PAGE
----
One Last Ride For A Legendary Race Track
by Mike Kerchner — last modified 2009-07-28 05:49
What started as a casual conversation during a ride to a Chicago Blackhawks game last winter has led to the return of midget auto racing for one final time to Joliet (Ill.) Memorial Stadium.
The Joliet Park District built the 10,000-seat stadium in 1951 for high school and college football. The following spring, the first midget race was run at the facility. Racing became a Saturday night tradition at the quarter-mile paved track (cinder covered with dirt until 1964). Dennis DeVea won the stadium’s 427th and final midget feature Aug. 30, 1986.
This fall after the final football game is played, the pavement track and the grass football field will be torn up and replaced with a new Olympic-style running track and an artificial turf playing field. Joliet Catholic, Joliet Junior College, the University of St. Francis, several youth programs and a semiprofessional team, the Joliet Buccaneers, play football games at the stadium.
On Sept. 11-12, the United Midget Auto Racing Ass’n will sanction the last auto-racing event ever at the famed facility. The event will include midgets, but a full list of divisions will be released shortly.
A lot has changed since DeVea’s victory in the landscape of midget racing in the Chicagoland area. Gone are traditional tracks like Sante Fe Speedway (Hinsdale) and Raceway Park (Blue Island). UMARA became the area’s sanctioning organization in 1987, putting an end to the colorful reign of Bob Tezak, founder of the famed UNO card game. The series now runs regularly at Grundy County Speedway in Morris, Ill.
Jim Anderson (2008 UMARA champion), Joliet Park District President Dominic Egizio, Mike Guglielmucci and UMARA announcer Joe Kirkeeng began discussing ideas on the way to a Blackhawks game. At first, the idea was to run a midget one last time around the track for a publicity photo. Discussions continued and now the track has been approved by K & K Insurance to host one last weekend of racing.
“It’s so great. I grew up there watching my father’s cars compete and my mother ran the concession stand. I now live only one mile away from the track. I can’t wait to finally race on the track,” said Anderson.
The facility is one where you can feel the history and see what midget racing was like 60 years ago when so many tracks were built around football fields. The stadium gives the current generation a small idea of what the sport looked like when running at such venues as the Rose Bowl, Chicago’s Solider Field and the Polo Grounds.
Past feature winners at the track read like a who’s who of midget racing.
“It’s a rare chance for a whole generation who haven’t seen or raced at the track to have one last race at the famed track,” commented Bill Fries, UMARA public relations director. “The event should have something that will appeal to every fan. We have a lot of special guests and events planned for the two days.”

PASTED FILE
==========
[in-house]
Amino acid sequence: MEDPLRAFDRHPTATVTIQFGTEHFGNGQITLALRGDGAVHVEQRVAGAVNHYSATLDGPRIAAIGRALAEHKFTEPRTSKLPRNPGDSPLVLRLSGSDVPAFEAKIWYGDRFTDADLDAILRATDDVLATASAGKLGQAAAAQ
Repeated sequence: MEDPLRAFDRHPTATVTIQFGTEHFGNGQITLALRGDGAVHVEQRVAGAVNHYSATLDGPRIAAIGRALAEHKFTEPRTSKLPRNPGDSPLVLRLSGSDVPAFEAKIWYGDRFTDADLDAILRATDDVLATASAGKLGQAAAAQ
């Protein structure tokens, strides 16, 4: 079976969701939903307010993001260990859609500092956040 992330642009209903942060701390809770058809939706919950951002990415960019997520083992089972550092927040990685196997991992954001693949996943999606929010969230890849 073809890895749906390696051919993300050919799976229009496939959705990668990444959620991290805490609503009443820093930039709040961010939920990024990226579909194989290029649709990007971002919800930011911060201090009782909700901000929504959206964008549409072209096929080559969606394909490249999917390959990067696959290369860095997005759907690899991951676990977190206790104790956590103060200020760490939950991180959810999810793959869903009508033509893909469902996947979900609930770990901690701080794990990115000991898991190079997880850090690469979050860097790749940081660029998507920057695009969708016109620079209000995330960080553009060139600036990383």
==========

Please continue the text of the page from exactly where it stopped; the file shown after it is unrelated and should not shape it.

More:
Today’s midgets will be very entertaining to watch on the quarter-mile track, along with the battle for what will be the track’s final feature winner. Many drivers who have been retired for several seasons are currently searching for rides for the event.
I’ve been at the final events at Ascot Park (Gardena, Calif.) in 1990, two years earlier at Baylands Raceway (Fremont, Calif.) and Hales Corners Speedway (Franklin, Wis.) six years ago, to name a few.
It’s only fitting this historical venue gets the send off it never received 20 years ago.
Regarding Ted Blair's championship car, it was the former Vargo Special in which Dick Linder, Van Johnson and Hugh Randall were all killed. A Kurtis 4000, formerly Belond Special and then Traylor Special. Blair campaigned it with URC as a sprinter in 1965. Carried it to races in a converted school bus. Blair's two previous sprint cars both used Chrysler engines; I believe the champ car-sprinter also had a Chrysler. I only saw it at one champ dirt race, at Syracuse, I think. As I remember USAC wouldn't let it run. Apologies for quality of photos below, all from very tired 8 mm movies of URC shows. I only shot movies in 1965. Blair is sitting on the tire in the fifth photo.
The pictures of the old "Vargo Special" in its later incarnation were kind of eerie to me. Gus Linder(*icks brother) achieved his fame driving a sprinter
with that number,painted in the same graphic style. I do not believe he is aware of the champ car numbered this way. I wonder whatever became of the car after these photos were taken? John S.
CornGrower, the #907 looks terrific. You did a fabulous job. What record/speed are they going for?? What class does that car go into??
The whole deal is very eerie to me! As a teenager i spent some time hanging out at Jakes farm and shop. As each fatal happened with that car, we all got kinda paranoid.
Then one day i was told that Jake took the torches to that frame, cut it up and buried in the big pasture behind his shop!
I did race with this "Blair" car at Bedford, PA. Wimpy Ervin drove it that day. It was painted that same red, but had no numbers; go figure!
Tom Bigelow leading the field at the Iowa State Fair 1965:
Those are some interesting headers on that car.
Separate names with a comma.